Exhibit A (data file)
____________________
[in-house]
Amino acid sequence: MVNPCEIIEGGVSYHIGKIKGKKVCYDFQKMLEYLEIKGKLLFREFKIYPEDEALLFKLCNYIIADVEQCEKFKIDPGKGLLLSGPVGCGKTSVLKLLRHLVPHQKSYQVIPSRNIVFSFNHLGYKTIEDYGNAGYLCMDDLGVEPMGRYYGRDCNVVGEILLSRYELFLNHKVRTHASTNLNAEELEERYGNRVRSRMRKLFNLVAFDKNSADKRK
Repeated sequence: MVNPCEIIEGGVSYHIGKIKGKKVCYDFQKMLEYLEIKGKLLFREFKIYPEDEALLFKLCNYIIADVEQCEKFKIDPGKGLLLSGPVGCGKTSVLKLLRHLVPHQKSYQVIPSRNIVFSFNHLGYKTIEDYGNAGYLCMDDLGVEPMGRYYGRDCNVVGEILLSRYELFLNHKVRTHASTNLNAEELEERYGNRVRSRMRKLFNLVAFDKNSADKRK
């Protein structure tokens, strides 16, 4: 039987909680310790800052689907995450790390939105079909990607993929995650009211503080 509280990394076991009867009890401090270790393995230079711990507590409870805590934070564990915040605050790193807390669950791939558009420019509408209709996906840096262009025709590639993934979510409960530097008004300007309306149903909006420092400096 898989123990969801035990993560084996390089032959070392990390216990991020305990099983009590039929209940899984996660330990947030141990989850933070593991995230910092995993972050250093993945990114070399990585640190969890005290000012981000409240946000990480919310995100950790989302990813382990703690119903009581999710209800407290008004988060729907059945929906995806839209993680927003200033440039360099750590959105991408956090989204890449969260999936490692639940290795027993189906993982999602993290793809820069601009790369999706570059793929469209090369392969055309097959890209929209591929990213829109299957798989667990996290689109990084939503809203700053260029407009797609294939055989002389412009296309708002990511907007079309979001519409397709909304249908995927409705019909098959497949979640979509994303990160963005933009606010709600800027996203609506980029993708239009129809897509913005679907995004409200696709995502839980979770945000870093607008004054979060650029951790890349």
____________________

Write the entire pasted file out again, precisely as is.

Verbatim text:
[in-house]
Amino acid sequence: MVNPCEIIEGGVSYHIGKIKGKKVCYDFQKMLEYLEIKGKLLFREFKIYPEDEALLFKLCNYIIADVEQCEKFKIDPGKGLLLSGPVGCGKTSVLKLLRHLVPHQKSYQVIPSRNIVFSFNHLGYKTIEDYGNAGYLCMDDLGVEPMGRYYGRDCNVVGEILLSRYELFLNHKVRTHASTNLNAEELEERYGNRVRSRMRKLFNLVAFDKNSADKRK
Repeated sequence: MVNPCEIIEGGVSYHIGKIKGKKVCYDFQKMLEYLEIKGKLLFREFKIYPEDEALLFKLCNYIIADVEQCEKFKIDPGKGLLLSGPVGCGKTSVLKLLRHLVPHQKSYQVIPSRNIVFSFNHLGYKTIEDYGNAGYLCMDDLGVEPMGRYYGRDCNVVGEILLSRYELFLNHKVRTHASTNLNAEELEERYGNRVRSRMRKLFNLVAFDKNSADKRK
């Protein structure tokens, strides 16, 4: 039987909680310790800052689907995450790390939105079909990607993929995650009211503080 509280990394076991009867009890401090270790393995230079711990507590409870805590934070564990915040605050790193807390669950791939558009420019509408209709996906840096262009025709590639993934979510409960530097008004300007309306149903909006420092400096 898989123990969801035990993560084996390089032959070392990390216990991020305990099983009590039929209940899984996660330990947030141990989850933070593991995230910092995993972050250093993945990114070399990585640190969890005290000012981000409240946000990480919310995100950790989302990813382990703690119903009581999710209800407290008004988060729907059945929906995806839209993680927003200033440039360099750590959105991408956090989204890449969260999936490692639940290795027993189906993982999602993290793809820069601009790369999706570059793929469209090369392969055309097959890209929209591929990213829109299957798989667990996290689109990084939503809203700053260029407009797609294939055989002389412009296309708002990511907007079309979001519409397709909304249908995927409705019909098959497949979640979509994303990160963005933009606010709600800027996203609506980029993708239009129809897509913005679907995004409200696709995502839980979770945000870093607008004054979060650029951790890349």